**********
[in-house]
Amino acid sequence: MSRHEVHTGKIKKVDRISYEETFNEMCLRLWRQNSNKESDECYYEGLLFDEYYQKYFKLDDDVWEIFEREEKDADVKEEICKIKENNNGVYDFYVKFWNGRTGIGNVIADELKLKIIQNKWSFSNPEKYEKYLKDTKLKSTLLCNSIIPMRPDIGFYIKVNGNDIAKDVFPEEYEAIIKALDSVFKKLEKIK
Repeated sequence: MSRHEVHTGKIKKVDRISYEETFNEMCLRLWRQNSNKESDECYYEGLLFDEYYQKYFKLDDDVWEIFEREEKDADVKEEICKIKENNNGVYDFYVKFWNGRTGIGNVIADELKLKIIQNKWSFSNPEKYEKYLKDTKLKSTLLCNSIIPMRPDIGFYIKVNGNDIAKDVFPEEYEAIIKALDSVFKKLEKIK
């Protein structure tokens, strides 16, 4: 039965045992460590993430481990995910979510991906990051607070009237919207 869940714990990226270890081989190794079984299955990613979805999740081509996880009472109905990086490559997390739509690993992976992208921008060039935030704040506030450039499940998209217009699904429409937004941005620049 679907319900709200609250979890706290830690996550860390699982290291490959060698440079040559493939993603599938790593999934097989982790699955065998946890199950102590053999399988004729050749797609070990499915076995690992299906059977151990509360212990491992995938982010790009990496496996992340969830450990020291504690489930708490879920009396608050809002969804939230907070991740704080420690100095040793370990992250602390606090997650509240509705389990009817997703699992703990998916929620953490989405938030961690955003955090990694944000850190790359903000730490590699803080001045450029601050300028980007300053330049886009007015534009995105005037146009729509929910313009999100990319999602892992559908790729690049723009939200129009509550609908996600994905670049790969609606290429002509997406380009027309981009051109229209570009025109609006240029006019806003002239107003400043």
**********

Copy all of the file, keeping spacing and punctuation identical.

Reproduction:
[in-house]
Amino acid sequence: MSRHEVHTGKIKKVDRISYEETFNEMCLRLWRQNSNKESDECYYEGLLFDEYYQKYFKLDDDVWEIFEREEKDADVKEEICKIKENNNGVYDFYVKFWNGRTGIGNVIADELKLKIIQNKWSFSNPEKYEKYLKDTKLKSTLLCNSIIPMRPDIGFYIKVNGNDIAKDVFPEEYEAIIKALDSVFKKLEKIK
Repeated sequence: MSRHEVHTGKIKKVDRISYEETFNEMCLRLWRQNSNKESDECYYEGLLFDEYYQKYFKLDDDVWEIFEREEKDADVKEEICKIKENNNGVYDFYVKFWNGRTGIGNVIADELKLKIIQNKWSFSNPEKYEKYLKDTKLKSTLLCNSIIPMRPDIGFYIKVNGNDIAKDVFPEEYEAIIKALDSVFKKLEKIK
């Protein structure tokens, strides 16, 4: 039965045992460590993430481990995910979510991906990051607070009237919207 869940714990990226270890081989190794079984299955990613979805999740081509996880009472109905990086490559997390739509690993992976992208921008060039935030704040506030450039499940998209217009699904429409937004941005620049 679907319900709200609250979890706290830690996550860390699982290291490959060698440079040559493939993603599938790593999934097989982790699955065998946890199950102590053999399988004729050749797609070990499915076995690992299906059977151990509360212990491992995938982010790009990496496996992340969830450990020291504690489930708490879920009396608050809002969804939230907070991740704080420690100095040793370990992250602390606090997650509240509705389990009817997703699992703990998916929620953490989405938030961690955003955090990694944000850190790359903000730490590699803080001045450029601050300028980007300053330049886009007015534009995105005037146009729509929910313009999100990319999602892992559908790729690049723009939200129009509550609908996600994905670049790969609606290429002509997406380009027309981009051109229209570009025109609006240029006019806003002239107003400043």